Transparently, Jesus is the businessman in the story. The far country is heaven. And when he returns, he rewards his faithful followers by making them leaders of his kingdom.
This helps to explain why the Christadelphians, the people who wrote this booklet, do not vote in elections. They live as temporary visitors in the lands where they happen to be born, waiting for the Kingdom of God.
In the world but not of the world
This attitude to society, as Gibbon shows, was typical of the first century believers. They were in the world, but they had been called to belong to another kingdom that was not of this world. They were independent. Their loyalty was elsewhere
You may think it unreasonable to enjoy the facilities provided by the state and yet not to support it by voting. Well, the Christadelphians, like their first century counterparts, still pay their taxes. They obey the laws of their country. They even pray for their rulers. Here are four important New Testament teachings that Christadelphians follow:
“Therefore I exhort first of all that supplications, prayers, intercessions, and giving of thanks be made for all men, for kings and all who are in authority, that we may lead a quiet and peaceable life in all godliness and reverence. For this is good and acceptable in the sight of God our Saviour” (1 Timothy 2:1-3).
God is in charge of the world, and we are exhorted to pray that He will allow the government of the country we live in to give us freedom to worship and preach. Of course, there will be times of persecution, too, which will test our faith.
“Let every soul be subject to the governing authorities. For there is no authority except from God, and the authorities that exist are appointed by God. Therefore whoever resists the authority resists the ordinance of God, and those who resist will bring judgment on themselves. For rulers are not a terror to good works, but to evil. Do you want to be unafraid of the authority? Do what is good, and you will have praise from the same” (Romans 13:1-3).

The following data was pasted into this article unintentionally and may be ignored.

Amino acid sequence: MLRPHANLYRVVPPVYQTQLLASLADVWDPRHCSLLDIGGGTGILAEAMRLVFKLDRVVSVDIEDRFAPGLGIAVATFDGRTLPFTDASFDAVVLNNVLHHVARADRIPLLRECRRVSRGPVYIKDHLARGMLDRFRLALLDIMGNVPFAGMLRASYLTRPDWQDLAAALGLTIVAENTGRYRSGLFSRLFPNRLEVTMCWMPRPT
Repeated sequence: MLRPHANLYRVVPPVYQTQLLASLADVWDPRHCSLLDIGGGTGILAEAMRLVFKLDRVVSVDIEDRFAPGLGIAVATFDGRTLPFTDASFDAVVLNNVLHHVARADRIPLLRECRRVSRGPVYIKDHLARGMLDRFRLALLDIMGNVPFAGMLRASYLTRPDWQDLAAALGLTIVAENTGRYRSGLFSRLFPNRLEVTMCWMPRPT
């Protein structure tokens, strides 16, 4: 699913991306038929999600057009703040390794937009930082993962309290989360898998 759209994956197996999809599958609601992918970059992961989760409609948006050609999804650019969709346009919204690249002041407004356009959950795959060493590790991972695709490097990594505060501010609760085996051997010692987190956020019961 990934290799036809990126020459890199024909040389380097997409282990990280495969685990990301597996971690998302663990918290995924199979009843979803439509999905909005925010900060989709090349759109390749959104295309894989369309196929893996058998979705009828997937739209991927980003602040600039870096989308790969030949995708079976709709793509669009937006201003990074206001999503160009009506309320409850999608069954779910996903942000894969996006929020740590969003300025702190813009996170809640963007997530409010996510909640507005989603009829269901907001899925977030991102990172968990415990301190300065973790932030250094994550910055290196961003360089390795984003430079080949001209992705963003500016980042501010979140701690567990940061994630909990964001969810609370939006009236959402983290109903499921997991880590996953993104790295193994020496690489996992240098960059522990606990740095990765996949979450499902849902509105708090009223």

As ‘strangers’ in society, we need to take care to obey the law, where it does not conflict with God’s commandments. To break the law would bring our community into disrepute.
“For because of this you also pay taxes, for they are God’s ministers attending continually to this very thing. Render therefore to all their due: taxes to whom taxes are due, customs to whom customs, fear to whom fear, honour to whom honour ” (Romans 13v:6, 7).
Jesus made the same point when he was asked whether he agreed with paying tax to the Roman emperor. Governments need money to provide security, health services and education, even if some of it is spent in areas we might not agree with.
“These all died in faith, not having received the promises, but having seen them afar off were assured of them, embraced them and confessed that they were strangers and pilgrims on the earth. For those who say such things declare plainly that they seek a homeland. And truly if they had called to mind that country from which they had come out, they would have had opportunity to return” (Hebrews 11:13-15)
Although we may own houses and drive cars and go on holidays, in our hearts we have to remain pilgrims, on a journey with Jesus, and ready to leave everything behind the moment he returns.
Jesus, the ideal leader
We come back to our opening question. Elections will take place and leaders will be chosen. They will come and go. But there will be no lasting peace or happiness for the world until the reign of Jesus, the ideal leader, chosen and prepared by God. That day will come. Then it will be true, in the words made famous by Handel’s oratorio ‘The Messiah’: “The kingdoms of this world have become the kingdoms of our Lord and of His Christ, and He shall reign forever and ever!” (Revelation 11:15). We hope you will respect our wish to stand aside from the politics of this world. And if you could consider joining us in our patient waiting for Christ, we would be delighted to help you find confidence in God and hope for the future.
 Please note: ‘Isaiah 11:5’ means Isaiah chapter 11 verse 5.
 All Bible quotations are from the ESV (English Standard Version)
 1 Thessalonians 1:9, 10; 2 Timothy 4:8; Hebrews 9:28; Revelation 22:20